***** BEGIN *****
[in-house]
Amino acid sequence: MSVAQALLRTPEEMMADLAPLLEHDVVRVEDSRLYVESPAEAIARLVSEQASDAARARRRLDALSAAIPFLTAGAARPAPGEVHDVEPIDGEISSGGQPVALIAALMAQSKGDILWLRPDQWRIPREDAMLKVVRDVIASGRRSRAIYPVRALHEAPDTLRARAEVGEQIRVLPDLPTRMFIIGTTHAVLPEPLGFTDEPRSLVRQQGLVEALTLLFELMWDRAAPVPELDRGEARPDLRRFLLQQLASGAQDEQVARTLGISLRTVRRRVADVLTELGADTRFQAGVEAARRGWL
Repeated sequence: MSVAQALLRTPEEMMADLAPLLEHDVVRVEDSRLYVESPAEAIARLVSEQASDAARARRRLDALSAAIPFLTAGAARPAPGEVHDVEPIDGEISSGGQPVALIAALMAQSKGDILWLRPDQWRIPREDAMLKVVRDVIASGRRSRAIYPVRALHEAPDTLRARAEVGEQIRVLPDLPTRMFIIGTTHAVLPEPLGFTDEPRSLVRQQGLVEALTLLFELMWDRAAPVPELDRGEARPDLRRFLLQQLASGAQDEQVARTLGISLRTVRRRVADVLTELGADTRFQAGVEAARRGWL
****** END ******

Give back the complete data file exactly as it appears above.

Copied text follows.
[in-house]
Amino acid sequence: MSVAQALLRTPEEMMADLAPLLEHDVVRVEDSRLYVESPAEAIARLVSEQASDAARARRRLDALSAAIPFLTAGAARPAPGEVHDVEPIDGEISSGGQPVALIAALMAQSKGDILWLRPDQWRIPREDAMLKVVRDVIASGRRSRAIYPVRALHEAPDTLRARAEVGEQIRVLPDLPTRMFIIGTTHAVLPEPLGFTDEPRSLVRQQGLVEALTLLFELMWDRAAPVPELDRGEARPDLRRFLLQQLASGAQDEQVARTLGISLRTVRRRVADVLTELGADTRFQAGVEAARRGWL
Repeated sequence: MSVAQALLRTPEEMMADLAPLLEHDVVRVEDSRLYVESPAEAIARLVSEQASDAARARRRLDALSAAIPFLTAGAARPAPGEVHDVEPIDGEISSGGQPVALIAALMAQSKGDILWLRPDQWRIPREDAMLKVVRDVIASGRRSRAIYPVRALHEAPDTLRARAEVGEQIRVLPDLPTRMFIIGTTHAVLPEPLGFTDEPRSLVRQQGLVEALTLLFELMWDRAAPVPELDRGEARPDLRRFLLQQLASGAQDEQVARTLGISLRTVRRRVADVLTELGADTRFQAGVEAARRGWL